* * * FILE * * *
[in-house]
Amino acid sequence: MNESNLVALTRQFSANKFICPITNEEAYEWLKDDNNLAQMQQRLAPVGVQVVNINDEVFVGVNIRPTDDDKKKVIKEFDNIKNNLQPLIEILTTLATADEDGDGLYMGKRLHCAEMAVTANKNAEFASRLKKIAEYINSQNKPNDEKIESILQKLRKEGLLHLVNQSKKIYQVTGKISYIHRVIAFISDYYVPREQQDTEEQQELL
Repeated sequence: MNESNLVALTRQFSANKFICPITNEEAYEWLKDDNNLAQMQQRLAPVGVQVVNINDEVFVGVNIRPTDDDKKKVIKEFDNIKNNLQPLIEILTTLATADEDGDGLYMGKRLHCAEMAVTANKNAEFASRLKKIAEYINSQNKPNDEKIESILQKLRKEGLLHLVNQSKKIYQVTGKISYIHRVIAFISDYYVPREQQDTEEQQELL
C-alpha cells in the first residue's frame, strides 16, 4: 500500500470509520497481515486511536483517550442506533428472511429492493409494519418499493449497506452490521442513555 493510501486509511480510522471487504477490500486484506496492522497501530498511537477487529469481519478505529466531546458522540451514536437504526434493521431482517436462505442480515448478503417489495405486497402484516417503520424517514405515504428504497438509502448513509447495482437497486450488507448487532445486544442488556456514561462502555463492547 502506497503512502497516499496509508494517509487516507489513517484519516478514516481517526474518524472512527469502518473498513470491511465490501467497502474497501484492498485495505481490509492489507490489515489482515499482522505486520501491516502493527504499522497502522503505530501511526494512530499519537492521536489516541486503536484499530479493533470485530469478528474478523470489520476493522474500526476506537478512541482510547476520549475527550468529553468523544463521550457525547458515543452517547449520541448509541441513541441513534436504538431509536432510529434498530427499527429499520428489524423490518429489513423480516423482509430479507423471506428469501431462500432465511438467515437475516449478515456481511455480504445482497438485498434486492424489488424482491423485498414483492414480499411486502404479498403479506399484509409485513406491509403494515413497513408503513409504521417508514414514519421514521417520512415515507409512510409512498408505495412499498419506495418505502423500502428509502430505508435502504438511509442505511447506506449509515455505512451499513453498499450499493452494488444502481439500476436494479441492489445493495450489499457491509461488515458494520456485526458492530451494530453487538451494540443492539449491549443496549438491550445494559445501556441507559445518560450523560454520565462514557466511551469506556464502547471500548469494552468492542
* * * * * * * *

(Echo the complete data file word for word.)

[in-house]
Amino acid sequence: MNESNLVALTRQFSANKFICPITNEEAYEWLKDDNNLAQMQQRLAPVGVQVVNINDEVFVGVNIRPTDDDKKKVIKEFDNIKNNLQPLIEILTTLATADEDGDGLYMGKRLHCAEMAVTANKNAEFASRLKKIAEYINSQNKPNDEKIESILQKLRKEGLLHLVNQSKKIYQVTGKISYIHRVIAFISDYYVPREQQDTEEQQELL
Repeated sequence: MNESNLVALTRQFSANKFICPITNEEAYEWLKDDNNLAQMQQRLAPVGVQVVNINDEVFVGVNIRPTDDDKKKVIKEFDNIKNNLQPLIEILTTLATADEDGDGLYMGKRLHCAEMAVTANKNAEFASRLKKIAEYINSQNKPNDEKIESILQKLRKEGLLHLVNQSKKIYQVTGKISYIHRVIAFISDYYVPREQQDTEEQQELL
C-alpha cells in the first residue's frame, strides 16, 4: 500500500470509520497481515486511536483517550442506533428472511429492493409494519418499493449497506452490521442513555 493510501486509511480510522471487504477490500486484506496492522497501530498511537477487529469481519478505529466531546458522540451514536437504526434493521431482517436462505442480515448478503417489495405486497402484516417503520424517514405515504428504497438509502448513509447495482437497486450488507448487532445486544442488556456514561462502555463492547 502506497503512502497516499496509508494517509487516507489513517484519516478514516481517526474518524472512527469502518473498513470491511465490501467497502474497501484492498485495505481490509492489507490489515489482515499482522505486520501491516502493527504499522497502522503505530501511526494512530499519537492521536489516541486503536484499530479493533470485530469478528474478523470489520476493522474500526476506537478512541482510547476520549475527550468529553468523544463521550457525547458515543452517547449520541448509541441513541441513534436504538431509536432510529434498530427499527429499520428489524423490518429489513423480516423482509430479507423471506428469501431462500432465511438467515437475516449478515456481511455480504445482497438485498434486492424489488424482491423485498414483492414480499411486502404479498403479506399484509409485513406491509403494515413497513408503513409504521417508514414514519421514521417520512415515507409512510409512498408505495412499498419506495418505502423500502428509502430505508435502504438511509442505511447506506449509515455505512451499513453498499450499493452494488444502481439500476436494479441492489445493495450489499457491509461488515458494520456485526458492530451494530453487538451494540443492539449491549443496549438491550445494559445501556441507559445518560450523560454520565462514557466511551469506556464502547471500548469494552468492542